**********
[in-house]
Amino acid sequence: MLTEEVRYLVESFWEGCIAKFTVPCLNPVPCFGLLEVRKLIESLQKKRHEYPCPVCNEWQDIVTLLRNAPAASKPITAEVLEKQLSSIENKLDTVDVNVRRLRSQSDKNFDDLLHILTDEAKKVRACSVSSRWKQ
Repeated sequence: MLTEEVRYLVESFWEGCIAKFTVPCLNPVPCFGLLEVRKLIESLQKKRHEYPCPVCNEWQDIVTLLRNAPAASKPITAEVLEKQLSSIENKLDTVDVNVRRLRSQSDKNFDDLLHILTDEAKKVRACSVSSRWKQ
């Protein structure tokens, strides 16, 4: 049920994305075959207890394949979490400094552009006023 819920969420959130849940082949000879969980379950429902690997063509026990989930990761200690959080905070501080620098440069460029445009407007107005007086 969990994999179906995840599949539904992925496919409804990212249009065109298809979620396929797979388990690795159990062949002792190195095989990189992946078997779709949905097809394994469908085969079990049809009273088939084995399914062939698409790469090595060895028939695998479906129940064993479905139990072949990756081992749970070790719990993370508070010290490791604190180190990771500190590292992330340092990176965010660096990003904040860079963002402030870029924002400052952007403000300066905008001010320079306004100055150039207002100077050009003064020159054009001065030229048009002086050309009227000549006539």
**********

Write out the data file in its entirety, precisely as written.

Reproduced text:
[in-house]
Amino acid sequence: MLTEEVRYLVESFWEGCIAKFTVPCLNPVPCFGLLEVRKLIESLQKKRHEYPCPVCNEWQDIVTLLRNAPAASKPITAEVLEKQLSSIENKLDTVDVNVRRLRSQSDKNFDDLLHILTDEAKKVRACSVSSRWKQ
Repeated sequence: MLTEEVRYLVESFWEGCIAKFTVPCLNPVPCFGLLEVRKLIESLQKKRHEYPCPVCNEWQDIVTLLRNAPAASKPITAEVLEKQLSSIENKLDTVDVNVRRLRSQSDKNFDDLLHILTDEAKKVRACSVSSRWKQ
């Protein structure tokens, strides 16, 4: 049920994305075959207890394949979490400094552009006023 819920969420959130849940082949000879969980379950429902690997063509026990989930990761200690959080905070501080620098440069460029445009407007107005007086 969990994999179906995840599949539904992925496919409804990212249009065109298809979620396929797979388990690795159990062949002792190195095989990189992946078997779709949905097809394994469908085969079990049809009273088939084995399914062939698409790469090595060895028939695998479906129940064993479905139990072949990756081992749970070790719990993370508070010290490791604190180190990771500190590292992330340092990176965010660096990003904040860079963002402030870029924002400052952007403000300066905008001010320079306004100055150039207002100077050009003064020159054009001065030229048009002086050309009227000549006539």